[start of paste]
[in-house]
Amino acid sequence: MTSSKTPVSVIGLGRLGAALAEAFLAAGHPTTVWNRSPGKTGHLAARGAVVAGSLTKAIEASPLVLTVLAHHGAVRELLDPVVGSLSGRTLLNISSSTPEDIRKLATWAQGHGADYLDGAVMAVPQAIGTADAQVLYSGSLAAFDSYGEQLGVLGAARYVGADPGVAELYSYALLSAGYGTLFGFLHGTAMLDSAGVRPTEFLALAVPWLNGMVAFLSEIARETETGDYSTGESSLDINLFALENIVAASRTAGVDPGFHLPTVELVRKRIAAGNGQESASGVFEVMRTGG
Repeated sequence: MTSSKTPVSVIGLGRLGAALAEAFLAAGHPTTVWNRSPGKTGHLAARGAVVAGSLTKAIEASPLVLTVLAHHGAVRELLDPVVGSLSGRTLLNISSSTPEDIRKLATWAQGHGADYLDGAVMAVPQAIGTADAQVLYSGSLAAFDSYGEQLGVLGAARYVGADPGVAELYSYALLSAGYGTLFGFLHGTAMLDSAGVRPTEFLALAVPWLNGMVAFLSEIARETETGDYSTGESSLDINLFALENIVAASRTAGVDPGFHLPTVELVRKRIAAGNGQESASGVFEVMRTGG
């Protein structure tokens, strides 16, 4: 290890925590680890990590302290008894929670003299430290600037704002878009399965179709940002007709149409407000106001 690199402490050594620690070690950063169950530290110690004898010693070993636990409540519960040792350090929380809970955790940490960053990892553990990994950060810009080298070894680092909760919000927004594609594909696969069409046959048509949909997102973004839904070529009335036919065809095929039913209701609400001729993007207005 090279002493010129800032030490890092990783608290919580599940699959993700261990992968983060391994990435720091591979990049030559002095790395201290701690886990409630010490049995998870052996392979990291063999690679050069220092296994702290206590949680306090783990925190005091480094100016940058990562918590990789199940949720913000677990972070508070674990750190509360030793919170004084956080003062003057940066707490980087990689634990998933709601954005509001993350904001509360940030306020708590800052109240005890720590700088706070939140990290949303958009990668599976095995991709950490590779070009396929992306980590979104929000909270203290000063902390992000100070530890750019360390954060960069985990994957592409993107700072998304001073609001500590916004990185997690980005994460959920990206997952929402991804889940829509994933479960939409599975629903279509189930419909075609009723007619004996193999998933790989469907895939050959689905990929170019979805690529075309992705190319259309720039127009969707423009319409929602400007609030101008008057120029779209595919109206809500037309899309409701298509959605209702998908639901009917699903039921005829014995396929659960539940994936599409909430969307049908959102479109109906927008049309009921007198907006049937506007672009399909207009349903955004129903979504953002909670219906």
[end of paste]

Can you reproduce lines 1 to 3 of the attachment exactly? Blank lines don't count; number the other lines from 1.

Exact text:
[in-house]
Amino acid sequence: MTSSKTPVSVIGLGRLGAALAEAFLAAGHPTTVWNRSPGKTGHLAARGAVVAGSLTKAIEASPLVLTVLAHHGAVRELLDPVVGSLSGRTLLNISSSTPEDIRKLATWAQGHGADYLDGAVMAVPQAIGTADAQVLYSGSLAAFDSYGEQLGVLGAARYVGADPGVAELYSYALLSAGYGTLFGFLHGTAMLDSAGVRPTEFLALAVPWLNGMVAFLSEIARETETGDYSTGESSLDINLFALENIVAASRTAGVDPGFHLPTVELVRKRIAAGNGQESASGVFEVMRTGG
Repeated sequence: MTSSKTPVSVIGLGRLGAALAEAFLAAGHPTTVWNRSPGKTGHLAARGAVVAGSLTKAIEASPLVLTVLAHHGAVRELLDPVVGSLSGRTLLNISSSTPEDIRKLATWAQGHGADYLDGAVMAVPQAIGTADAQVLYSGSLAAFDSYGEQLGVLGAARYVGADPGVAELYSYALLSAGYGTLFGFLHGTAMLDSAGVRPTEFLALAVPWLNGMVAFLSEIARETETGDYSTGESSLDINLFALENIVAASRTAGVDPGFHLPTVELVRKRIAAGNGQESASGVFEVMRTGG